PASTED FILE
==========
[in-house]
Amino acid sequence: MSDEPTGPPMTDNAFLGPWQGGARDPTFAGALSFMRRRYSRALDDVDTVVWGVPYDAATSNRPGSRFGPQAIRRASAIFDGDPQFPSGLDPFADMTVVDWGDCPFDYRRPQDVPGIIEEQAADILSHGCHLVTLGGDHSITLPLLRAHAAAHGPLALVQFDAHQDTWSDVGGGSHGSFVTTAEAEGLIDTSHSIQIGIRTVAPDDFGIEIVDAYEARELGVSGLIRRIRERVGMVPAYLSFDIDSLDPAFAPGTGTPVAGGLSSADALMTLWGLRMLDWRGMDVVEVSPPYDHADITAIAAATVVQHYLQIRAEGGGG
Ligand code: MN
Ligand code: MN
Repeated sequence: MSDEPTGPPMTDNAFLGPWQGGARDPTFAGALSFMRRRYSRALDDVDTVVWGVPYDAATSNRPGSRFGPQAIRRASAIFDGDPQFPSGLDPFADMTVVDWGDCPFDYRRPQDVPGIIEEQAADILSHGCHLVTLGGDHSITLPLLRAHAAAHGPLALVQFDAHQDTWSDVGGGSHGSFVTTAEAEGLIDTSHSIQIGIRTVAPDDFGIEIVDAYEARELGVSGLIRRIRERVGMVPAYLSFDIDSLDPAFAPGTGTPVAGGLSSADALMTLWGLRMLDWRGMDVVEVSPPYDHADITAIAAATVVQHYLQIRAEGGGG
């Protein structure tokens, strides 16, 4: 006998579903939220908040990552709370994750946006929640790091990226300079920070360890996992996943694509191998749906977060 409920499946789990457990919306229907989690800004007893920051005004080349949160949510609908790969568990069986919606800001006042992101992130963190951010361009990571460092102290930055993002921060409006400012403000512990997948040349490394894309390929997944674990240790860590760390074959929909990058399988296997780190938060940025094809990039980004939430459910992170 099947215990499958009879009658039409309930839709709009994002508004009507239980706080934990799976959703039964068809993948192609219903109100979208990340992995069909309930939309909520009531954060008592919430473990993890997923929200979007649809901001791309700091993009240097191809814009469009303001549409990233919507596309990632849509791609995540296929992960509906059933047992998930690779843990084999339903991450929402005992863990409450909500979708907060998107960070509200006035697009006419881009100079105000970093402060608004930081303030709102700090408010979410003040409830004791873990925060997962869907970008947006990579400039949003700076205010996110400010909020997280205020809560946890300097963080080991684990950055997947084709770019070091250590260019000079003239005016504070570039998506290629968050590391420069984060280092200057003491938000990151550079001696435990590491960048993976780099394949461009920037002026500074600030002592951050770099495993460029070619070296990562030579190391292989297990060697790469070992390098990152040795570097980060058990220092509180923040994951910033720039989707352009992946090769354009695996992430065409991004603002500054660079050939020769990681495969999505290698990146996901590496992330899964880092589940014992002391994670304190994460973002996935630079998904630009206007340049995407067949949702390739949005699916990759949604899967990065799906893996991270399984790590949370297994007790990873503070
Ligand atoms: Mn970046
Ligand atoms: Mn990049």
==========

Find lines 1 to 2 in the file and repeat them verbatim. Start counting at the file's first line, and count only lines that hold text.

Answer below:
[in-house]
Amino acid sequence: MSDEPTGPPMTDNAFLGPWQGGARDPTFAGALSFMRRRYSRALDDVDTVVWGVPYDAATSNRPGSRFGPQAIRRASAIFDGDPQFPSGLDPFADMTVVDWGDCPFDYRRPQDVPGIIEEQAADILSHGCHLVTLGGDHSITLPLLRAHAAAHGPLALVQFDAHQDTWSDVGGGSHGSFVTTAEAEGLIDTSHSIQIGIRTVAPDDFGIEIVDAYEARELGVSGLIRRIRERVGMVPAYLSFDIDSLDPAFAPGTGTPVAGGLSSADALMTLWGLRMLDWRGMDVVEVSPPYDHADITAIAAATVVQHYLQIRAEGGGG